Frankly, I feel like I woke up in someone else's nightmare, can I please wake up now, pretty please with a cherry on top? :p
     
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  14. A.B.

    A.B. Senior Member

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    Good comments Dolphin. I would agree with many of the participants. Psychological explanations are part of the problem. They lead to an unsupportive environment (family and doctors), unrealistic expectations, problem solving strategies that are harmful rather than helpful, and generally just lots of blame and despair. Leaving the psychological explanations and the mindset that comes with it behind has been very constructive for me!

    In my case, I had two doctors in the family who both favoured psychological interpretations and discouraged actual medical investigation, which is a shame because it could have been very helpful to run proper diagnostic tests early on (my illness has clearly evolved over the years)

    I became ill in my teens and at first tried to solve the problem exactly in the same way as some others here: simply trying to maintain normal activity levels. Back then I had periods of exhaustion alternating with almost normal activity. Gradually I sacrificed more and more, despite this, the periods of exhaustion became more frequent, longer, and the periods of relatively normal activity became shorter. Various psychotherapy did nothing but create false expectations, wasting more of my time.

    While a biomedical approach hasn't done much to improve my physical health which slowly continues to deteriorate, I feel that it is much more valuable than the previous approach and actually the only sensible approach.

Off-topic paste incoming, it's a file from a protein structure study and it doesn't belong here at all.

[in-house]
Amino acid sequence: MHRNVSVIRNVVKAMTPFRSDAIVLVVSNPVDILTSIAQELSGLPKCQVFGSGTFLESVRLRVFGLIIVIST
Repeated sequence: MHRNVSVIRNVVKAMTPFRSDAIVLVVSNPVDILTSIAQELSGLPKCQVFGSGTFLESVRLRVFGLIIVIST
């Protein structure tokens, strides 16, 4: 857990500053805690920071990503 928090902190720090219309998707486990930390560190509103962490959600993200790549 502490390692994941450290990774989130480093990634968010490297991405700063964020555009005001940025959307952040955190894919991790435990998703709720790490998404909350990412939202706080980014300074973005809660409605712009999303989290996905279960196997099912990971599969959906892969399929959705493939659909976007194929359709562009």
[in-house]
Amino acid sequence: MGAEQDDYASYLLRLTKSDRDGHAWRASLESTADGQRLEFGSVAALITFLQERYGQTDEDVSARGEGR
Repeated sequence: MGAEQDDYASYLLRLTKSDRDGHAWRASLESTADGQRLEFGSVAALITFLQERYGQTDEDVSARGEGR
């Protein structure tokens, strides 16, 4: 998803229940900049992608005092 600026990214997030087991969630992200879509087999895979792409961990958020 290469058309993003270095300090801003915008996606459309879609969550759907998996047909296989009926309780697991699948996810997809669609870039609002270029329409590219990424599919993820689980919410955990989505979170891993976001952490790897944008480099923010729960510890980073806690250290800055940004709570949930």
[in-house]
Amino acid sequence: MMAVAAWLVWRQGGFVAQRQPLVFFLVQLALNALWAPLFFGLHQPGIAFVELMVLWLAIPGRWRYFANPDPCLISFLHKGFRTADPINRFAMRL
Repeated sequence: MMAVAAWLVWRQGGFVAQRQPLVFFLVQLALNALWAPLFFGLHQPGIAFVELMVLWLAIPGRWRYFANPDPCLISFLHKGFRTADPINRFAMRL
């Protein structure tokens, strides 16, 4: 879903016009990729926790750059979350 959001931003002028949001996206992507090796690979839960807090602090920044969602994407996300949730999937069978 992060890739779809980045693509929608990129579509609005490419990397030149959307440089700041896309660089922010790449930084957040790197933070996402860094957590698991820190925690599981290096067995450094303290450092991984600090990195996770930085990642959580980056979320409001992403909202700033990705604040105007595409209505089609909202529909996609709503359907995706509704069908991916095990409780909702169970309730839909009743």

Last edited: Aug 11, 2014
  15. Snowdrop

    Snowdrop Rebel without a biscuit

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    :eek: @SilverbladeTE

    "Sad as it may seem to some folks I adore Dungeons & Dragons"

    Why would that be sad? When I was more able we played D&D as a family.
    I was either a human cleric or a halfling rogue generally.
    We had a great time. :)
     
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  16. Cheshire

    Cheshire Senior Member

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    Yes, I think this image is quite insightfull.

    A.B. said:
    Yes psychological explaination are not empowering, they do not lead someone to take responsabilities, they just bring guilt, that leads to more psychological dispair.

    Lots of the doctors I met talked of iatrogenic factors to explain my state, but I'd be happy to see a study of the iatrogenic factors in psychological unwellness in people with so-called "madically unexplained symptoms".
     
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  17. SilverbladeTE

    SilverbladeTE Senior Member

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    Somewhere near Glasgow, Scotland
    Snowdrop
    well, being a "geek" here was...a struggle, lol.
    most folk are nice but the crap that went on, sigh
    I am a geek, but I am a SUPER geek ;)

    http://lparchive.org/Baldurs-Gate-2-and-Throne-of-Bhaal/Update 48/34-BG2SoAch35022.jpg


    yeah it's great to play with the folk you love! :) played with couple of my cousins and several of our friends
    was planning a game because 5th ed was out and not playing for years was getting to me
    but...no, I can't cope with travel and playing, and our pal has OCD so he can't come to my home (as I have a dog)
    sigh